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Good questions - I was little worried about the voltage on the secondaries with no load, but I don't currently have the transformer in my hands to check it. I can check the mains though. I suspect there may be some variation in it.
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Old 29th October 2008, 05:41 PM   #6
AndrewT is online now AndrewT  Scotland
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Quote:
Originally posted by cuibono
I can check the mains though. I suspect there may be some variation in it.
check with your supplier.
In the UK the spec is 216Vac to 254Vac. It used to be 240Vac +-6% until the Europeans forced us to widen the tolerance.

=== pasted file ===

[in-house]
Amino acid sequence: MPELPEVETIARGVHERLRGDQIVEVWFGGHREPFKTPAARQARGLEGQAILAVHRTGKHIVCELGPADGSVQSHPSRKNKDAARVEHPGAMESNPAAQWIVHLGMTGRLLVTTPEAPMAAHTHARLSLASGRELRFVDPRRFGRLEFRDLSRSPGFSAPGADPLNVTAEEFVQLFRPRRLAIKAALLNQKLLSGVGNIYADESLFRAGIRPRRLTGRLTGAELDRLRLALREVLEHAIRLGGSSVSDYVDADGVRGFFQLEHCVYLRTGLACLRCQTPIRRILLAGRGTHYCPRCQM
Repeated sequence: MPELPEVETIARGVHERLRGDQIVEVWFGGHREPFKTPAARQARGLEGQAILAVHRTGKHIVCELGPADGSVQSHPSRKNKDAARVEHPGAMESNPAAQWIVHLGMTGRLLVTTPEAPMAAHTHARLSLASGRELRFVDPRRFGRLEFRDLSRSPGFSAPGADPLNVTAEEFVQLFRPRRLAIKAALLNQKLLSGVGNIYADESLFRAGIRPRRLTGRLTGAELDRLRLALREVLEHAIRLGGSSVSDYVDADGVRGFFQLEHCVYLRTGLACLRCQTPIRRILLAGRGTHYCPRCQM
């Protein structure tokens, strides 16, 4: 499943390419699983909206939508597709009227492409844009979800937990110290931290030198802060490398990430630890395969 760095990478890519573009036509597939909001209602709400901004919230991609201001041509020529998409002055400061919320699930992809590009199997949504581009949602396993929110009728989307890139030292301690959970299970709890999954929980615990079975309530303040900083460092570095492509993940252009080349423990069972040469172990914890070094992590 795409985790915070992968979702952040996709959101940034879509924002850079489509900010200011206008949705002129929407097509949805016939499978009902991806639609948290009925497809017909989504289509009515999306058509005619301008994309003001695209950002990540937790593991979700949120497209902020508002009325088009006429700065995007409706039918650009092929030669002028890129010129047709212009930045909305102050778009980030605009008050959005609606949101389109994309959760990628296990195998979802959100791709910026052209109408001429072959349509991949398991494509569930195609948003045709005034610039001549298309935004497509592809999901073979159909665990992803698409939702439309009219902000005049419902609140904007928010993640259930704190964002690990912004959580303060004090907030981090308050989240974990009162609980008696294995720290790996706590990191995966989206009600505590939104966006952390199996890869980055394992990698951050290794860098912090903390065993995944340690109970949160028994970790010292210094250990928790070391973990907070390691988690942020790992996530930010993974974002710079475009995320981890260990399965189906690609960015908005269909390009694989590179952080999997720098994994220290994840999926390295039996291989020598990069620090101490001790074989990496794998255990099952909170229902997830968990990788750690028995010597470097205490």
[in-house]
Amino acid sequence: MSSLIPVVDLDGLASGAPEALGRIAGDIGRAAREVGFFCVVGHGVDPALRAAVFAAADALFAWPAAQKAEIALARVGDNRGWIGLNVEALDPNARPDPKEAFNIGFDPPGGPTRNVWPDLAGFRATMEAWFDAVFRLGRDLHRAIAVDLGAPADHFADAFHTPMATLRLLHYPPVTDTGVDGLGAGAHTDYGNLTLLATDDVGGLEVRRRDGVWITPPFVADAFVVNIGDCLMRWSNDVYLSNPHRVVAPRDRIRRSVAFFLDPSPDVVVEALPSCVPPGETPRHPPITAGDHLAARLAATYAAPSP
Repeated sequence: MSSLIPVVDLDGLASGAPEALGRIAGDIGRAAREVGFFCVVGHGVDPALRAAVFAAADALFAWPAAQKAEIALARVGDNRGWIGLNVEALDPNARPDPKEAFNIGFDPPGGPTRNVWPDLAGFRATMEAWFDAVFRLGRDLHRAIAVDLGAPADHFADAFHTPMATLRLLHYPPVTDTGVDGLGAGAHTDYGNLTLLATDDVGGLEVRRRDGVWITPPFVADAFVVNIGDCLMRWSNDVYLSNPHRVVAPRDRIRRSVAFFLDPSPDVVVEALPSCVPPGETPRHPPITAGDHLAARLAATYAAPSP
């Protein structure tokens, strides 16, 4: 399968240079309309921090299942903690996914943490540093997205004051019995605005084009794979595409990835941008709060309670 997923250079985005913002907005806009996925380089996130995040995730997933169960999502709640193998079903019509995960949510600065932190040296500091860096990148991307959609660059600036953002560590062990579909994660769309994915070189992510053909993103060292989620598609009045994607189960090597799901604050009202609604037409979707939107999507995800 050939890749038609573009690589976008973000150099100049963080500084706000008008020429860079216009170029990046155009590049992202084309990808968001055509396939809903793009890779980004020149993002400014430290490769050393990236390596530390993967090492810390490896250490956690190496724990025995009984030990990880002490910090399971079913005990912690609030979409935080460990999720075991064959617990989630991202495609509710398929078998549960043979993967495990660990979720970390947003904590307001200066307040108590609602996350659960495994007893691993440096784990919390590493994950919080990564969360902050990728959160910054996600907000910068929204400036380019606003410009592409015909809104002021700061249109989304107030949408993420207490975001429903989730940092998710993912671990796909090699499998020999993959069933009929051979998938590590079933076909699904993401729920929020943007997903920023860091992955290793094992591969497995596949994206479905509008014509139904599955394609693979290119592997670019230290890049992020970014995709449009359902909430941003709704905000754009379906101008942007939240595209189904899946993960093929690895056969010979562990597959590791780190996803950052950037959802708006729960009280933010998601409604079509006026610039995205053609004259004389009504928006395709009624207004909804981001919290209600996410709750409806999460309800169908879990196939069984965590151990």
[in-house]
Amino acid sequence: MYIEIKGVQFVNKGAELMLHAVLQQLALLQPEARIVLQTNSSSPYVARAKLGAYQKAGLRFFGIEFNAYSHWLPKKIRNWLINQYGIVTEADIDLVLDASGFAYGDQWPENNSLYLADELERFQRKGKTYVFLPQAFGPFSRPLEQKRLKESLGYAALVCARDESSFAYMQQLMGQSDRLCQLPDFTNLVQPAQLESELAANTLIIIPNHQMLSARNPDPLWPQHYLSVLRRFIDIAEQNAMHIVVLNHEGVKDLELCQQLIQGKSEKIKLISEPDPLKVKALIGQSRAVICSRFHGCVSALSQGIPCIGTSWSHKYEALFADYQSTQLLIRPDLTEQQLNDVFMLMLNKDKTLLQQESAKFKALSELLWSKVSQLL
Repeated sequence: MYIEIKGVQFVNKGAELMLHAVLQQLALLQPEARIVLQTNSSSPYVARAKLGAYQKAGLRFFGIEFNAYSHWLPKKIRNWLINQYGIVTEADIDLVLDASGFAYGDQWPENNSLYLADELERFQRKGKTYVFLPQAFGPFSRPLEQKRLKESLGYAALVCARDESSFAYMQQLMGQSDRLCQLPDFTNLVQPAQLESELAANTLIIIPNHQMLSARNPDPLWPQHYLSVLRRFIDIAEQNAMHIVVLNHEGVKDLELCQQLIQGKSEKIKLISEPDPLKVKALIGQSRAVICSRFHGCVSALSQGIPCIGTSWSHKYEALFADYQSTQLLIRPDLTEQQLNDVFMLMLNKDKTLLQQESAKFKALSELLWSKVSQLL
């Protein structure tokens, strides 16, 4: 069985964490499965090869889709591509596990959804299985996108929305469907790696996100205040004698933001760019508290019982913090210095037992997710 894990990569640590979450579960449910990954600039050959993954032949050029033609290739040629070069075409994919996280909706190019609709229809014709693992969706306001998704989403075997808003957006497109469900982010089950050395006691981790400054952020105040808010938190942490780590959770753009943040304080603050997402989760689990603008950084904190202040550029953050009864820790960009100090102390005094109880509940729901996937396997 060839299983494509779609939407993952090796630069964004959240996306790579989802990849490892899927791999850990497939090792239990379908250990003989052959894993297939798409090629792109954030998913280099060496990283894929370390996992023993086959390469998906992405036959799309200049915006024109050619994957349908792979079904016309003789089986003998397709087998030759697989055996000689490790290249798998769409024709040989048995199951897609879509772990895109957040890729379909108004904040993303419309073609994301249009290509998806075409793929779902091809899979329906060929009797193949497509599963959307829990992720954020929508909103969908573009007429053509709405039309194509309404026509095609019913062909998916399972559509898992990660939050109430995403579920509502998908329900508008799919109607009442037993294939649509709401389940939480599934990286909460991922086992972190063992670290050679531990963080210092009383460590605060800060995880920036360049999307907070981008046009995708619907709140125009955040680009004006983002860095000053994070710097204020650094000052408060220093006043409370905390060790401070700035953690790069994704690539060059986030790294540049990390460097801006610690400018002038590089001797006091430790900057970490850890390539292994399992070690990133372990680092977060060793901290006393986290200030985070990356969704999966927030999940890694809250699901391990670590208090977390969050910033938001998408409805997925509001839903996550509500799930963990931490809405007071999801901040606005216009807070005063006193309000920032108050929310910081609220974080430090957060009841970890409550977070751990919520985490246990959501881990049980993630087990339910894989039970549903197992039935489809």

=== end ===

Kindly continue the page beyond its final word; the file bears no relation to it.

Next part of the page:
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Old 29th October 2008, 06:39 PM   #7
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Quote:
Originally posted by AndrewT
check with your supplier.
In the UK the spec is 216Vac to 254Vac. It used to be 240Vac +-6% until the Europeans forced us to widen the tolerance.
Not the Europeans. On the British continent people are just as much buying and using an increasing amount of electric and electronic devices demanding ever more power, while at the same time protesting against any new power plants for varying reasons. On that conditions energy suppliers cannot keep up the old standards, so they embraced the opportunity to turn to the less strict IEC standards. Rumour has it that the actual tolerances (115 or 230 V +10 %/-15%) are going to be widened further, because some countries have difficulties to even stick within those limits.